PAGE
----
Archive for September, 2012

Things to Do in Downtown West Chester

September 21, 2012

With the opening of West Chester’s newest hotel this month, it seems like a good time to showcase some noteworthy places within the city’s business district. The 80-room Hotel Warner is on High Street and within walking distance of the County Courthouse and plenty of boutiques and restaurants. Here are a few of my favorites:

The Lincoln Room, 28 W. Market St. West Chester’s oldest building serves loose-leaf tea, cucumber sandwiches and lavender scones in the same building that published Abraham Lincoln’s first biography. The lace-curtained room is full of old photos and mementoes of the 16th U.S. president.

Kreutz Creek Vineyards. This just may be the only tasting room around that lets you bring your own food AND your dog. It helps that the venerable Carlino’s Gourmet Italian Market (pictured below) is just around the corner. Pick up a tomato pie, sandwiches like sausage with bell peppers and sharp provolone, or a baguette and cheeses and head to the attractive tasting room for some Chardonnay or Cabernet Franc produced right down the road in West Grove. There’s even live music (Spanish guitar, jazz) on Friday and Saturday nights to add to the relaxing stay-awhile vibe.

A Taste of Olive. This airy shop stocks all kinds of specialty olive oils and vinegars from Italy, California to Argentina. The mouth-watering flavors include Sicilian Lemon Balsamic vinegar, Dark Chocolate Balsamic vinegar and Smokey Chipotle Olive Oil. Like any good wine bar, tastings are allowed, even encouraged, before you buy.

Limoncello. Loud and friendly and serving huge portions of Italian classics like eggplant parmesan and fettuccine Alfredo, this hot spot is a favorite of Lori Zytkowicz, owner of nearby Faunbrook Bed & Breakfast. The $9.95 lunch buffet draws crowds.

Soft Pretzel Factory. Every town worth its salt has one. West Chester is no exception.

Apple picking time at Hopewell Furnace

September 14, 2012

Hopewell Furnace National Historic Site, about 15 miles east of Reading, was one of the country’s first iron producers, casting cannons for the Colonial Army during the Revolutionary War and once responsible for 15 percent of the entire world’s iron supply. Gen. George Washington’s troops came within three miles of the furnace, and its workers rushed to bury several “great guns” on the property to save them from possible capture by the Redcoats.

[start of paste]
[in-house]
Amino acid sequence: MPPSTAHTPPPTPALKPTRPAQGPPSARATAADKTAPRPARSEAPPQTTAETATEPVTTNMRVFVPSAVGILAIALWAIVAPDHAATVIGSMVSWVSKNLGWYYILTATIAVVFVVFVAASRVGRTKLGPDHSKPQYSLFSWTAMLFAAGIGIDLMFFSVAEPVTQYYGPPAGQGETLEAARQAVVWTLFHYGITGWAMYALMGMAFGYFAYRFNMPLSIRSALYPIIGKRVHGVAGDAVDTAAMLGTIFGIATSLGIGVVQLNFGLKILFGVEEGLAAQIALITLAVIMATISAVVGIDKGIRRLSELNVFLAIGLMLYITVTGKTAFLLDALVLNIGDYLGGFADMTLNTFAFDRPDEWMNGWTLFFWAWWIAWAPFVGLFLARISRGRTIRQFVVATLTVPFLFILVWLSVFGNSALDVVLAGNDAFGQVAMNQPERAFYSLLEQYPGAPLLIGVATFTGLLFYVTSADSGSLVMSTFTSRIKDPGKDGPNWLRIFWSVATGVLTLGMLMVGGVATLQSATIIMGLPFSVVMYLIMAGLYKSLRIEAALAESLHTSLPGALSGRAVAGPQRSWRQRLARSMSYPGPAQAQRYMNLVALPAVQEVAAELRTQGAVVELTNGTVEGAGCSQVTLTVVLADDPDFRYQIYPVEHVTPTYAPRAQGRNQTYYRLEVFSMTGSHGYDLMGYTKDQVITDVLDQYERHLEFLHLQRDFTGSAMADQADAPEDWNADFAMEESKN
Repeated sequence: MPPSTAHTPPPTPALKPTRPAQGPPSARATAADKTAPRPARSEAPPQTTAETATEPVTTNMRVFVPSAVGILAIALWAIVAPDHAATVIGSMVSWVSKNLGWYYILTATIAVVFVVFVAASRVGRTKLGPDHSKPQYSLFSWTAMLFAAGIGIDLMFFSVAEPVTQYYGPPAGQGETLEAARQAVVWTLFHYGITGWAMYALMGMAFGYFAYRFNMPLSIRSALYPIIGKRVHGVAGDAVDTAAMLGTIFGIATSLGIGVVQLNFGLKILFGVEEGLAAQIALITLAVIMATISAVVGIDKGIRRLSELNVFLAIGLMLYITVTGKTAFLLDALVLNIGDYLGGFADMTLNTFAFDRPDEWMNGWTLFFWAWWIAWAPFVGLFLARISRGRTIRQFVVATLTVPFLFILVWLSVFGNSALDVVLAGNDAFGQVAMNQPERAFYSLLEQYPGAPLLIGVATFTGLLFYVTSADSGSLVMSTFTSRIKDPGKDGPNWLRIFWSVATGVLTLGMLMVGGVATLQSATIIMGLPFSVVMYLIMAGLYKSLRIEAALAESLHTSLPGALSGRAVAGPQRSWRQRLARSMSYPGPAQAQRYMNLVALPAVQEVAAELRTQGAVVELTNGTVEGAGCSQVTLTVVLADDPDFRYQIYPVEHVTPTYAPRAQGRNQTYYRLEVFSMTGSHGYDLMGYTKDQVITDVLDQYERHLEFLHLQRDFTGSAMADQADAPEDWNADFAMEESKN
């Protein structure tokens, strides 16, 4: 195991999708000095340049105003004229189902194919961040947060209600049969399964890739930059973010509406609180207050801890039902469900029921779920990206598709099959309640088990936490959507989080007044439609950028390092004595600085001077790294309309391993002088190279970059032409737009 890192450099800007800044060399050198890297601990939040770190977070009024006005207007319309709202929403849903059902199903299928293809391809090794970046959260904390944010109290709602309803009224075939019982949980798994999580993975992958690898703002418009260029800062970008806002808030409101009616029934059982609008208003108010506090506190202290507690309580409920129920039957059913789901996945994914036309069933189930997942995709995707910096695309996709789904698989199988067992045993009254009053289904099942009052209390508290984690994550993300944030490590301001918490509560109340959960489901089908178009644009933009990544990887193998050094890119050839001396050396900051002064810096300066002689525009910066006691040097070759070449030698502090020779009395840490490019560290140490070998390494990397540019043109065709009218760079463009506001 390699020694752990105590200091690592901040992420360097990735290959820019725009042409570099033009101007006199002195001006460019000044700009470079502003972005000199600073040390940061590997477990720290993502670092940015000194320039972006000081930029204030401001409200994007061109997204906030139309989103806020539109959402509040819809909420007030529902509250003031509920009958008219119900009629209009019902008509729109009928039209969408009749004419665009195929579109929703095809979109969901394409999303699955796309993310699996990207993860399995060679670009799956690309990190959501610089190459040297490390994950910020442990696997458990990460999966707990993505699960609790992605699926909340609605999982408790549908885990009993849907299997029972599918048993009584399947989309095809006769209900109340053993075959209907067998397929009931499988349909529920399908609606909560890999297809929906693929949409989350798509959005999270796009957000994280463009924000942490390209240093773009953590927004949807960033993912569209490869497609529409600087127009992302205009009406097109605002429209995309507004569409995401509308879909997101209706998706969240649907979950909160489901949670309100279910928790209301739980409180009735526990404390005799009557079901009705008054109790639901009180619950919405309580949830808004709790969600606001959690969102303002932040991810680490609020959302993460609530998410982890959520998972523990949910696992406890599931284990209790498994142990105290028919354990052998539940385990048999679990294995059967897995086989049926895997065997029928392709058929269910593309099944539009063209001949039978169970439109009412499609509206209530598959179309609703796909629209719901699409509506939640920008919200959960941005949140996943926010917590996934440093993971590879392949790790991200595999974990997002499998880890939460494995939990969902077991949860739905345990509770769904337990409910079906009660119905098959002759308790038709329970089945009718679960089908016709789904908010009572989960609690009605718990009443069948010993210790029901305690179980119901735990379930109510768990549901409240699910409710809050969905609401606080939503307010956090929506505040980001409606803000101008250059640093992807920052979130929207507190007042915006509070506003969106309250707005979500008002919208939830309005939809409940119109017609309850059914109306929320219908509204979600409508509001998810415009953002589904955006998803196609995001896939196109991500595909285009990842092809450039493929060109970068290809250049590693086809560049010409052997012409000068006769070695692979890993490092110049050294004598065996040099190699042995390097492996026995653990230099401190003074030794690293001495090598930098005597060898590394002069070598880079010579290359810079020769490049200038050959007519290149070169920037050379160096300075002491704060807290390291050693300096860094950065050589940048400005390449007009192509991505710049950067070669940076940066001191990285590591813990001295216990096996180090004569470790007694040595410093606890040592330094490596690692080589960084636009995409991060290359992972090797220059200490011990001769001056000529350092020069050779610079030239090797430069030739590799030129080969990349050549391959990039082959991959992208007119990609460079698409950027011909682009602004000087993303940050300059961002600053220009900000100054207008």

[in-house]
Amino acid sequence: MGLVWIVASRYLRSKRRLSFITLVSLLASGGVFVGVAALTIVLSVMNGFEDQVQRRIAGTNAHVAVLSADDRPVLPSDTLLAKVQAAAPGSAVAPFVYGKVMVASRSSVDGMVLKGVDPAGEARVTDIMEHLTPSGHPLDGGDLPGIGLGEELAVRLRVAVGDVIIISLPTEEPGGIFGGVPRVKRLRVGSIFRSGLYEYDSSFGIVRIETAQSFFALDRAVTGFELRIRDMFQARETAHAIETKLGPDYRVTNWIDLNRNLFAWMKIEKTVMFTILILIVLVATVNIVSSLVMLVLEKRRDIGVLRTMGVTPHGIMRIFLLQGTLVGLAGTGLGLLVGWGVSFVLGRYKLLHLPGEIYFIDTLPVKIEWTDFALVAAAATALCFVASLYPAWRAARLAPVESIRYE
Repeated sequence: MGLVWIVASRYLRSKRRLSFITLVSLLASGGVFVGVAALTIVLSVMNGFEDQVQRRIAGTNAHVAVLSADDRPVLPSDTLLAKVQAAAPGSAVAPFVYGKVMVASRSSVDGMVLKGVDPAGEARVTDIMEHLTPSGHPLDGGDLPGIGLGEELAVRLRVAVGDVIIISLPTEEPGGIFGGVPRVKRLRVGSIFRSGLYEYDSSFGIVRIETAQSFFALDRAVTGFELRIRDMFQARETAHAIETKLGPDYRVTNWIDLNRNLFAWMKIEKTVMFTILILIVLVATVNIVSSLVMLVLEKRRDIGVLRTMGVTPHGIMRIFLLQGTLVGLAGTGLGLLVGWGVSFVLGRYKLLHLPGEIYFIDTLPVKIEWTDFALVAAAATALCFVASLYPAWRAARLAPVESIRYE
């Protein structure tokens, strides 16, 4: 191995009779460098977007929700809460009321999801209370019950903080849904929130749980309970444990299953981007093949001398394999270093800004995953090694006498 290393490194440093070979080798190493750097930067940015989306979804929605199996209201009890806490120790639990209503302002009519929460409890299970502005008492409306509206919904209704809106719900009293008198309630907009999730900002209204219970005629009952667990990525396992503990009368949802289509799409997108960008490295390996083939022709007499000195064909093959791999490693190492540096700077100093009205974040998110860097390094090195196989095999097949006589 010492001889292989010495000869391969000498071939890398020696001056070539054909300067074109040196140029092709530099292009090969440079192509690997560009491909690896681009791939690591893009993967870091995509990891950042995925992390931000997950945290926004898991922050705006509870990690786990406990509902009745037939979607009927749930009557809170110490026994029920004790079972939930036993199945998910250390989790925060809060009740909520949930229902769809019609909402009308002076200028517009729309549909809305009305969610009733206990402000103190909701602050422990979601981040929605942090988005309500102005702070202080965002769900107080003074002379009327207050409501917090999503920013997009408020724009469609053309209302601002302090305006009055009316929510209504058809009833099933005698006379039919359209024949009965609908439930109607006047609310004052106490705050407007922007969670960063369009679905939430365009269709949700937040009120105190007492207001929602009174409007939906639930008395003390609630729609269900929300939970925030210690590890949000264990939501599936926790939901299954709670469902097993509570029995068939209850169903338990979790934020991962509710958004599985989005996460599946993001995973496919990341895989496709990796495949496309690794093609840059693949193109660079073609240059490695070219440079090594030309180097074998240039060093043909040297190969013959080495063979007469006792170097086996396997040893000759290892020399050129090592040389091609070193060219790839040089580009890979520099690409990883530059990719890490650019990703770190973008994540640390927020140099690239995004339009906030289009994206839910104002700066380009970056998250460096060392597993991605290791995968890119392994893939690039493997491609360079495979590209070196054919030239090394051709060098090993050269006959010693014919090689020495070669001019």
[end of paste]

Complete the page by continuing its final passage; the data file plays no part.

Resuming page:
Today, Hopewell Furnace is a preserved iron plantation run by the National Park Service and a very worthy stop on anyone’s Pennsylvania history tour. Besides the blast furnace, there’s a restored blacksmith’s shop, a company store, the ironmaster’s house, and several workers’ cottages — all nestled in a peaceful forested valley.

This month is my favorite time of year to visit. The property includes a four-acre apple orchard and the Park Service lets visitors pick as much as they want for $1 a pound (buckets and pole pickers provided). Though the original apple trees from the 1780s are gone, there are 35 different varieties, many with historical roots, including Spitzenburg’s, which may have been Thomas Jefferson’s favorite and Smokehouse, a variety traced to 1837 when it was grown next to a smokehouse in Lancaster County. By mid-October the fruit is gone, so get here soon. Hopewell Furnace is within French Creek State Park and links up with several trails within the park.

The Stoogeum: Laughter as Panacea

September 9, 2012

It’s the laughter that gets you the first time you visit the Stoogeum near Ambler. Giggles aren’t an everyday occurrence in your average museum, but they have them in spades at this office-park shrine to Larry, Curly, and Moe. It seems like every knucklehead…er, visitor…in the Stoogeum is chuckling over something, whether it’s the comedy sketches playing on TVs on every floor, the vintage pinball machine, or the wall of comic strips, from Nancy to Calvin and Hobbes, that make reference to TV’s eye-poking comic geniuses.

Whether you’re a fan of or not, this is museum-going at its finest and funniest. It’s way more than someone’s dusty collection of shot glasses and vanity license plates. Founder Gary Lassin, a lifelong Stooges fan, also happened to marry the granddaughter of Larry Fine’s brother (Local trivia: Larry was born Louis Feinberg near 3rd and South Streets and was the only Stooge from Philadelphia.) The amazing collection includes signed Columbia Pictures contracts (showing how their salaries rose from $200 to $1,500 a week in the 1930s); TV and movie props, like the flying submarine tank from The Three Stooges in Orbit; and a marketing empire as savvy as the Walt Disney Co. (cereal boxes, Colorforms, thimbles, toilet paper, and much more). There’s a state-of-the-art screening room playing Stooges shorts all day and interactive “Stoogeology 101” screens that urge you to “poke Curly in the eye” to get started.

You’ll probably come away with a better understanding of Shemp Howard (who replaced his brother Curly in the 1940s) and of the fact that the Stooges were men struggling with real issues when they weren’t throwing pies at each other.

But most likely of all, you’ll leave with a belly aching from laughing so much.

The Stoogeum is open the following Saturdays in 2012: Oct. 6, Nov. 17 and Dec. 22. It’s free, it’s about a 30-minute drive from Philadelphia, and kids are welcome (my 7-year-old loved it).